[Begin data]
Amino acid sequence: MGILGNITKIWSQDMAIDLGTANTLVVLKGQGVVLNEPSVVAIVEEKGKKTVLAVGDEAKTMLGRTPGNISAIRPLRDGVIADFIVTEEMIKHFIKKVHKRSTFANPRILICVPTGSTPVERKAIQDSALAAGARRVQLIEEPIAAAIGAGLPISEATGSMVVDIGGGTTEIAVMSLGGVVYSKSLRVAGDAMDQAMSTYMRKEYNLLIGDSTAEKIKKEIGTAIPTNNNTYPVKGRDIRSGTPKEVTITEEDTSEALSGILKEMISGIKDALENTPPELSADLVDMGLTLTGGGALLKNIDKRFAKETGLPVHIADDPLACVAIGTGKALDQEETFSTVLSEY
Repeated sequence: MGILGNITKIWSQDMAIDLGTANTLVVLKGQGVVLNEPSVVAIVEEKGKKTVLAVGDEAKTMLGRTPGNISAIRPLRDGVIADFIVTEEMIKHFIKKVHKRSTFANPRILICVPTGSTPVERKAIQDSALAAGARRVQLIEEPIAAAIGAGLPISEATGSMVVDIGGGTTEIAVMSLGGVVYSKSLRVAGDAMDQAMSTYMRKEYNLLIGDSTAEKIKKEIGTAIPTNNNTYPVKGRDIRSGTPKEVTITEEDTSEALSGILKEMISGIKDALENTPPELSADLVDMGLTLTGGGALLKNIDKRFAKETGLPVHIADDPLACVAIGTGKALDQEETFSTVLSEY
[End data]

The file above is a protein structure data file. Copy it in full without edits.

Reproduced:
Amino acid sequence: MGILGNITKIWSQDMAIDLGTANTLVVLKGQGVVLNEPSVVAIVEEKGKKTVLAVGDEAKTMLGRTPGNISAIRPLRDGVIADFIVTEEMIKHFIKKVHKRSTFANPRILICVPTGSTPVERKAIQDSALAAGARRVQLIEEPIAAAIGAGLPISEATGSMVVDIGGGTTEIAVMSLGGVVYSKSLRVAGDAMDQAMSTYMRKEYNLLIGDSTAEKIKKEIGTAIPTNNNTYPVKGRDIRSGTPKEVTITEEDTSEALSGILKEMISGIKDALENTPPELSADLVDMGLTLTGGGALLKNIDKRFAKETGLPVHIADDPLACVAIGTGKALDQEETFSTVLSEY
Repeated sequence: MGILGNITKIWSQDMAIDLGTANTLVVLKGQGVVLNEPSVVAIVEEKGKKTVLAVGDEAKTMLGRTPGNISAIRPLRDGVIADFIVTEEMIKHFIKKVHKRSTFANPRILICVPTGSTPVERKAIQDSALAAGARRVQLIEEPIAAAIGAGLPISEATGSMVVDIGGGTTEIAVMSLGGVVYSKSLRVAGDAMDQAMSTYMRKEYNLLIGDSTAEKIKKEIGTAIPTNNNTYPVKGRDIRSGTPKEVTITEEDTSEALSGILKEMISGIKDALENTPPELSADLVDMGLTLTGGGALLKNIDKRFAKETGLPVHIADDPLACVAIGTGKALDQEETFSTVLSEY